Unlike expensive stocks whose multiples hinge on optimistic growth projections, or cheap stocks for that matter like automobiles, whose record profits are dragged down by legitimate fears of how long the North American auto sales record-breaking streak can continue, Visa is the biggest and best funded company in a space that still has a huge runway for expansion worldwide. I pulled this quote from a SWOT analysis on the Marketline database.
"As per industry estimates, for the vast majority of global small-business spending, only cash and checks are used instead of credit cards. In fact, the US small businesses use credit/charge cards for only about 15% of their spending and that amount is likely to be even lower internationally. Moreover, the mid-size companies worldwide use cards for less than 10% of their major purchases such as travel and entertainment and office supplies. As a matter of fact, out of the total global consumer spending of $28 trillion each year, only 14% is carried out on charge, credit and debit cards."
Source: MarketLine Advantage
With the merging of technology and payment industries and the emergence of new payment methods like cryptocurrencies which are entirely technology-based, paper money's use will likely continue to decline. Just this week, Harvard Economist Kenneth Rogoff was quoted in Bloomberg restating his position of doing away with cash altogether. I believe in the phrase "cash is king". It is useful in many contexts and do not wish for its demise by any means but I also carry less of it than ever. The point is, as much as Visa has grown, the global payment market still has huge room for expansion. One you get used to tapping your card and earning some type of reward for doing it, you cannot return to the inconvenience of withdrawing cash from the bank. And do you worry about the interchange being charged to the merchant? Me neither.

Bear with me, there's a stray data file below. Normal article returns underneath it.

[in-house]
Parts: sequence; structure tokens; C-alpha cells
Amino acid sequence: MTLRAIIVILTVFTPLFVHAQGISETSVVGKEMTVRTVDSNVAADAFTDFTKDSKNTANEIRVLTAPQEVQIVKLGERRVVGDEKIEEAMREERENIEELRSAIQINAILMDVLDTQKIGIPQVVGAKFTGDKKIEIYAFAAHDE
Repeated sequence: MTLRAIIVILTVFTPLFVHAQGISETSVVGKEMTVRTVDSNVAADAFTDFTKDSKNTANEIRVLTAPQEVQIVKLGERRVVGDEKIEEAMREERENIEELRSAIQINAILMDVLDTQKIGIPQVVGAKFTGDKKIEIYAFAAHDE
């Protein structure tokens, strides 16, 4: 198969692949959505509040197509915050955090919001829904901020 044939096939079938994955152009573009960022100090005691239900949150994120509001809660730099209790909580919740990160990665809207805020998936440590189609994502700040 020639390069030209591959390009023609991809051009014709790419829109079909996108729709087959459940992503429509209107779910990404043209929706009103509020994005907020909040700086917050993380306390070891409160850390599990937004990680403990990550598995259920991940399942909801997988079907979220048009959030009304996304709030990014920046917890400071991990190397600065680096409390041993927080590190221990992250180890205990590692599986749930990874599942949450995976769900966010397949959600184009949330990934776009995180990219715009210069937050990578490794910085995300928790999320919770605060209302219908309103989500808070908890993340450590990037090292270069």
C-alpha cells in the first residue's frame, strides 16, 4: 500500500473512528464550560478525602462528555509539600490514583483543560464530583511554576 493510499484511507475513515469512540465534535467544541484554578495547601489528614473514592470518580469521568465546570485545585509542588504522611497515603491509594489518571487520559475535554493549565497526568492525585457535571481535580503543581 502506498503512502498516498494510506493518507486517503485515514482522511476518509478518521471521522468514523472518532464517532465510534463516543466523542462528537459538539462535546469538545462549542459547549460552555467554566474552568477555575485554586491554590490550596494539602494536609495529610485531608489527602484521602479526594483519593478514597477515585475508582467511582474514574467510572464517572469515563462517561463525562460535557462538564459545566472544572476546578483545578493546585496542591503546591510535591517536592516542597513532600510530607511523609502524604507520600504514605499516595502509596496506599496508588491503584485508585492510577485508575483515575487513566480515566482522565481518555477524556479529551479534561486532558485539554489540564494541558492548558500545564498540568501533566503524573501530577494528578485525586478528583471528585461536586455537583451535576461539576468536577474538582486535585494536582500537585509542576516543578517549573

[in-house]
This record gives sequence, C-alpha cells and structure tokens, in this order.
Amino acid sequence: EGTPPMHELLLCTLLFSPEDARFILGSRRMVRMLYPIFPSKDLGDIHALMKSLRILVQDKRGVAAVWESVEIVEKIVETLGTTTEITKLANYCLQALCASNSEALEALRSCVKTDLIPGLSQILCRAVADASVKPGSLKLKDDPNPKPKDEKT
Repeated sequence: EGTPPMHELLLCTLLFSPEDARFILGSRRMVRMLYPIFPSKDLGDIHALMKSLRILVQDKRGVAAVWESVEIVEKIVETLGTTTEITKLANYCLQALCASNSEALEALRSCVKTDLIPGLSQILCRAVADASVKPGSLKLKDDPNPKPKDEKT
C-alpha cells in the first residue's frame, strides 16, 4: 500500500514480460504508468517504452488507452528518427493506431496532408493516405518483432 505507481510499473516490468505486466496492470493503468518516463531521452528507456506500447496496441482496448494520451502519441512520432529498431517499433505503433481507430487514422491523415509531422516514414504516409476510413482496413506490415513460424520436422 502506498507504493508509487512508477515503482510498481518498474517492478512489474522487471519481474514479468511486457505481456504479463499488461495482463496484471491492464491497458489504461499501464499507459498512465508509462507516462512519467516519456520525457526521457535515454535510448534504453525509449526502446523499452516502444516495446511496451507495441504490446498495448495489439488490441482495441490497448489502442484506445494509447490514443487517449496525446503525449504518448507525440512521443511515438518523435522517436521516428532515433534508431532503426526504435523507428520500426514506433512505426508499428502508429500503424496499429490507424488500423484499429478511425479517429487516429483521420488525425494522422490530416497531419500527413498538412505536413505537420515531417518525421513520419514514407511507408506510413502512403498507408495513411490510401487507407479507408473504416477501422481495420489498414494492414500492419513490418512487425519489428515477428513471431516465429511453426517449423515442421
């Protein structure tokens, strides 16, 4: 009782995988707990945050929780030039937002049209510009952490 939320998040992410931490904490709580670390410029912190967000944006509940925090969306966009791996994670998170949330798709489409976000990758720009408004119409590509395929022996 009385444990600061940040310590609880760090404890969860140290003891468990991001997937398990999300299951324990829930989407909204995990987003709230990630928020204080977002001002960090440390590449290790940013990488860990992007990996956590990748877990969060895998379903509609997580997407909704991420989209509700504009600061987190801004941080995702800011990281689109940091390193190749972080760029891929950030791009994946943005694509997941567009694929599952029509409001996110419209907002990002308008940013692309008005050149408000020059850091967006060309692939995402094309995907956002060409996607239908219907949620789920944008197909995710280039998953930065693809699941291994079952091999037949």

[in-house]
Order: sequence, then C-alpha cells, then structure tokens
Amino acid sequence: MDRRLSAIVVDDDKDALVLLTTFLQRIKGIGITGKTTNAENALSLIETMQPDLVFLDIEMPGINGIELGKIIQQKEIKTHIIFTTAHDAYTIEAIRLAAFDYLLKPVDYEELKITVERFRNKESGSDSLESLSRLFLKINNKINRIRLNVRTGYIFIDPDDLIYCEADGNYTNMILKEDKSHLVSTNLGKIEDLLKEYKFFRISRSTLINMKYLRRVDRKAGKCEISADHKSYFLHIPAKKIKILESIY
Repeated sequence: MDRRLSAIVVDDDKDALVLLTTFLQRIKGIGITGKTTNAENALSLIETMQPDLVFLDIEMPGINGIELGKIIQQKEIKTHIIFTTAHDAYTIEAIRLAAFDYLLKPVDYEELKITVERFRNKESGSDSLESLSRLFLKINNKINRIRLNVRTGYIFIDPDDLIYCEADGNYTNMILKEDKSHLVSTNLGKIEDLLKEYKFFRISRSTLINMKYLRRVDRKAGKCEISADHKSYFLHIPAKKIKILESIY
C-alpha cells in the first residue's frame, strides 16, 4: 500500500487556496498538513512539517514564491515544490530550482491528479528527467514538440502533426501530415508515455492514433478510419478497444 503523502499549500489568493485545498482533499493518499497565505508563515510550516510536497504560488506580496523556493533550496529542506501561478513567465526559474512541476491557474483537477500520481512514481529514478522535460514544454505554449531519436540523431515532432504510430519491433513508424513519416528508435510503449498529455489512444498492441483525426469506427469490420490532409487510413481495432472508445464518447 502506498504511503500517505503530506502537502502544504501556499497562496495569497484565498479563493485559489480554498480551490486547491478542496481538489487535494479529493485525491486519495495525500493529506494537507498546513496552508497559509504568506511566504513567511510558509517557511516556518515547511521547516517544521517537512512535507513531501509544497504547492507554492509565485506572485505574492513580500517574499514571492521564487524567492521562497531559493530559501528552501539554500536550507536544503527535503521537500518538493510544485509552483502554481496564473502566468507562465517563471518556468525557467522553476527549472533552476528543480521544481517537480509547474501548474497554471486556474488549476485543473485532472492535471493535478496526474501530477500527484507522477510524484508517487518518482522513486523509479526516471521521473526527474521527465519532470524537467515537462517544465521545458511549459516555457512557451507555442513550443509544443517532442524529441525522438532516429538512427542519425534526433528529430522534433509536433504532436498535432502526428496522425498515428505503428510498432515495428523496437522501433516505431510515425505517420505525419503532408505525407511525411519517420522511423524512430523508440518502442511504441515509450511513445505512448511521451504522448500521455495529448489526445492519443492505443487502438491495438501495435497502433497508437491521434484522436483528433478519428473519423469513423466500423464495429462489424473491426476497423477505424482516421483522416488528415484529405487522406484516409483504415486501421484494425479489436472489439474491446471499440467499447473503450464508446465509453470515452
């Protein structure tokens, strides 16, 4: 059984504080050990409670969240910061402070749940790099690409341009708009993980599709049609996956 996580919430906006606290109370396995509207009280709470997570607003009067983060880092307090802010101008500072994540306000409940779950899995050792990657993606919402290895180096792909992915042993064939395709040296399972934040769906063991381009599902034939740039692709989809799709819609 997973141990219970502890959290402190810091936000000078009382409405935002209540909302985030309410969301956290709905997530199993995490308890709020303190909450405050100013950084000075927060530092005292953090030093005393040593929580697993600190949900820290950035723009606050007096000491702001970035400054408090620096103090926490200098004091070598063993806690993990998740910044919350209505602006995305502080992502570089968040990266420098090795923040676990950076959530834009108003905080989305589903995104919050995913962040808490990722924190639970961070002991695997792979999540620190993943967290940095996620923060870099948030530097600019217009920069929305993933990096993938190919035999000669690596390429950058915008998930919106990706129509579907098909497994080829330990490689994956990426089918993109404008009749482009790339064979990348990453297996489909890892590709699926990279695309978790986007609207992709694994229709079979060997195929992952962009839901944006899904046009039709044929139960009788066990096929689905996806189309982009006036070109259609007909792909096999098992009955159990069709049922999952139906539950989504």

Visa also has a moat - a big deal for value investors - through VisaNet, which is a secure, centralized, global processing platform. Unlike the processing platforms of some of its primary competitors, VisaNet is built on a centralized architecture rather than a distributed architecture, which enables the company to provide real-time, value-added information to its customers. In addition, Visa's centralized processing platform provides the company the flexibility to develop, modify and enhance its products and services efficiently. The operating efficiencies that result from the scale of VisaNet processing network provide the company with a significant cost advantage over its competitors.